By TARA BARNWELL • Special to www.AllOTSEGO.com
Talk about huge goals and going after them … meet Neal Moore.
He’s an explorer. He’s an adventurer. He’s an athlete. He’s a journalist and a teacher. He wants to get the story right.
Dubbed “a modern-day Huck Finn” by CNN, Moore is on an adventure of a lifetime.
“I started canoeing from Astoria, Oregon on the Pacific Coast, across our country, down south to Louisiana,” Moore said. “My final destination is Lady Liberty in New York City.”
“My big idea is not only to explore how the rivers and waterways connect but how we, as Americans, connect,” he said. “I’m looking for the ingredients of the American experience.”
That’s a lot of water miles; 7,500 to be exact. Twenty-two rivers and 22 states, all in 22 months. Quite a goal.
“I’ve always been interested in historical communities, those that are rich in history. Plus, I’m a big baseball fan. Cooperstown fit nicely into my schedule,” he said. “I actually hiked here from Little Falls; I left my canoe there and will return for it to continue my journey. I could have gotten a ride here, but I felt like walking here honors this community. I had the chance to step into the rhyme and reason of the village.”
Born and raised in Los Angeles, Moore spent his summers in Hawaii and England.
“My only brother died when I was young, and my parents didn’t want me to grow up without other children around,” Moore said. “We had relatives in Hawaii and England, and I would spend my summers there. I think that’s where my taste for travel and adventure started”.
“I’m an explorer at heart, but my profession is journalism and I teach English in Taiwan,” he said. “I saved money for a year and a half for this trip. I also deal in old relics, photos and books that sell at auction. That helps pay the bills.”
Although Moore was an Eagle Scout, he only completed half of his canoe badge at 12 years old and didn’t get back into a canoe until he was 38.
“I really wasn’t thinking about canoeing at all, but my friend had a dream to canoe up the Amazon River,” he said. “We made a plan to do it together. He ended up backing out but I decided to canoe solo down the Mississippi. That got me back into a canoe.”
His current cross-country canoe journey is a tough trip.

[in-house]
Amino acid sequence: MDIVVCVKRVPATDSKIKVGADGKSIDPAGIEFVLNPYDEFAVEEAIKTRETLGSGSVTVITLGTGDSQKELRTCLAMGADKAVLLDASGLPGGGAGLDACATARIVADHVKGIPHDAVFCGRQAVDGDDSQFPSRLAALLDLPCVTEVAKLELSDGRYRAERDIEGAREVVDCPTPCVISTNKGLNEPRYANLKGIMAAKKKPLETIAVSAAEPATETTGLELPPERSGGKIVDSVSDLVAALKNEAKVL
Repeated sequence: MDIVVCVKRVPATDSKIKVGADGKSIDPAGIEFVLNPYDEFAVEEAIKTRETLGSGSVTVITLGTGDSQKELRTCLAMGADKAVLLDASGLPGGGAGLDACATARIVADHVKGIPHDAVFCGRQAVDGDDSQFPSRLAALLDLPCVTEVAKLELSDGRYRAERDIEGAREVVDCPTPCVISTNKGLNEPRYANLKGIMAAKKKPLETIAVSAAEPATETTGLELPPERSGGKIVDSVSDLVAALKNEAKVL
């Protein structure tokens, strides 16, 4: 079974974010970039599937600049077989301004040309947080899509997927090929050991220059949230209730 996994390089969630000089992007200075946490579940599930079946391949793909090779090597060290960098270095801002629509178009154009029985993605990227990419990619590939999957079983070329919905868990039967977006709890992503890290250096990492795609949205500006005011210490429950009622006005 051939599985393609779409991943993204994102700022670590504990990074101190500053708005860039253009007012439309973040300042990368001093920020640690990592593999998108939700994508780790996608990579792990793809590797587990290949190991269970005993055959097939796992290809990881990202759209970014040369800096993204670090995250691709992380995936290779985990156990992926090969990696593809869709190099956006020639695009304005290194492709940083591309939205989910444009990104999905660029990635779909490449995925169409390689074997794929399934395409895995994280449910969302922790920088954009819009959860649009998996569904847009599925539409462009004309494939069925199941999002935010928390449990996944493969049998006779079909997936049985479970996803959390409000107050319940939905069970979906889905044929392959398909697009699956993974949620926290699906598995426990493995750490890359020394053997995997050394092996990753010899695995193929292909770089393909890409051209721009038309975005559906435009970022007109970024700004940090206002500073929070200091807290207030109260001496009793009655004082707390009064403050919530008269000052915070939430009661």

“It’s physically demanding — and mentally demanding as well,” he said.
He’s had some interesting encounters with wild animals. The most memorable was an encounter in the middle of Montana with a grizzly bear.
[And then there was the giant gator down in Louisiana. “I didn’t see the alligator at first,”] he recalled. “When I did, I froze, then I started clapping my hands. He [kept on coming, so I shined my bright diving light, and he] ended up walking away. He had no interest in me.”
A bull shark in Biloxi, Mississippi, did a “bump and bite” on his canoe.
“The shark hit my canoe hard three times, thankfully he wasn’t interested in me either!” he said.
Moore appears accustomed to taking care of things on his own terms.
“My folks cut me off financially after college,” he said. “The good part about that was that every success was mine, but then every failure was mine as well. It gave me confidence in life, I have very few fears. This trip has taught me a lot.”
Moore’s end game is paddling down the Hudson and ending up at the Statue of Liberty on Tuesday, December 14. “The final hurrah and paddle around Lady Liberty will be great. A number of paddlers I’ve met along the way and various NYC-based canoe and kayak clubs will greet me and paddle with me. Then we’ll celebrate in Midtown Manhattan.”
“The Beacon Hand of the Statue of Liberty is extended to all of us. I will earn and have an understanding of what liberty means, not only for this country but for the world at large,” Moore said. “This journey isn’t about me, its about a perfect blend between nature, wilderness and community.”